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Maryland School Discipline Analysis Shows Racial Disparities

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An analysis of three years of Maryland school discipline data released today paints a clearer picture of the discipline disparities that motivated some to push for a recent policy change in the state.

Researchers from the Institute of Education Sciences' Mid-Atlantic Regional Education Laboratory, working in partnership with the state's department of education to analyze data from the 2009-10, 2010-11, and 2011-12 school years, found that "in all 24 Maryland school systems, black students received out-of-school suspension or expulsion at more than twice the rate of white students."

The report also showed higher rates of classroom removal for special education students, and researchers found that black students had higher rates of out-of-school suspension or expulsion than did Hispanic or white students. Says the report:

"These disparities are a concern because exclusionary discipline has been linked to poor academic achievement, grade retention, recurrent misbehavior, dropout, juvenile delinquency, and other undesirable outcomes."

Motivated in part by these trends, the state recently adopted a new rule that requires districts to adopt new policies by the 2014-15 school year that:

"(1) reflect a discipline philosophy based on the goals of fostering, teaching, and acknowledging positive behavior; (2) [Are] designed to keep students connected to school so that they may graduate college and career ready; (3) describe the conduct that may lead to in-school and out-of-school suspension or expulsion; (4) allow for discretion in imposing discipline; (5) address the ways the educational and counseling needs of suspended students will be met; and (6) explain why and how long-term suspensions or expulsions are last-resort options."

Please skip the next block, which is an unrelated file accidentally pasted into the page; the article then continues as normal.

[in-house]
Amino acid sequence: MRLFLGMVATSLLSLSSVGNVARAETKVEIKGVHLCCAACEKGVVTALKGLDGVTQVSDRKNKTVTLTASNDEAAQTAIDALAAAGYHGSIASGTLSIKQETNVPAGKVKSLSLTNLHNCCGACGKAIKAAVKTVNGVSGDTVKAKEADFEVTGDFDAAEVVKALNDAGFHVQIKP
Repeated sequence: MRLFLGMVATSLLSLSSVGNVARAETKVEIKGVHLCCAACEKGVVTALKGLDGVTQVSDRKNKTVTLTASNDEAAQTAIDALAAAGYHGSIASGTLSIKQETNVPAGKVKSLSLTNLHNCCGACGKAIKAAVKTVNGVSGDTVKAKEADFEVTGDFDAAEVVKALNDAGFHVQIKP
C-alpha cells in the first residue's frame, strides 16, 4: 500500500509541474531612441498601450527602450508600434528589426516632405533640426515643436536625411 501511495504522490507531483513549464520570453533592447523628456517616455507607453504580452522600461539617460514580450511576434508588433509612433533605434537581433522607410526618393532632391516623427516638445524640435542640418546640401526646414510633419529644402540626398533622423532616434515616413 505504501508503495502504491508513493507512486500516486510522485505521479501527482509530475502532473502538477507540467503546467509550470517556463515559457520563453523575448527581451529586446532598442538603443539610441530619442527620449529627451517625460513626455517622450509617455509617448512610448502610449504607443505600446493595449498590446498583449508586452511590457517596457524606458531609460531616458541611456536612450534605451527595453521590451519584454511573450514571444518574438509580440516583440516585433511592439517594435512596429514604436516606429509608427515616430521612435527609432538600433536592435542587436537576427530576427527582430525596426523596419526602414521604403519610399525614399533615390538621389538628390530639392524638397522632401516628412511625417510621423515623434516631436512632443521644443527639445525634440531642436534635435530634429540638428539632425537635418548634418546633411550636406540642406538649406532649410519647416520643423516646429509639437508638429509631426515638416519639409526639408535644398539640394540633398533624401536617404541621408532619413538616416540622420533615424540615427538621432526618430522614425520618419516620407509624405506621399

Under the new Maryland rule, schools with disciplinary procedures that the state department of education finds have a "disproportionate impact on minority students or a discrepant impact on special education students" will be required to create a plan "to reduce the impact within one year and eliminate it within three years."

The change isn't popular with everyone. In February, a state lawmaker filed two bills that would give districts the ability to opt out of the new rule.

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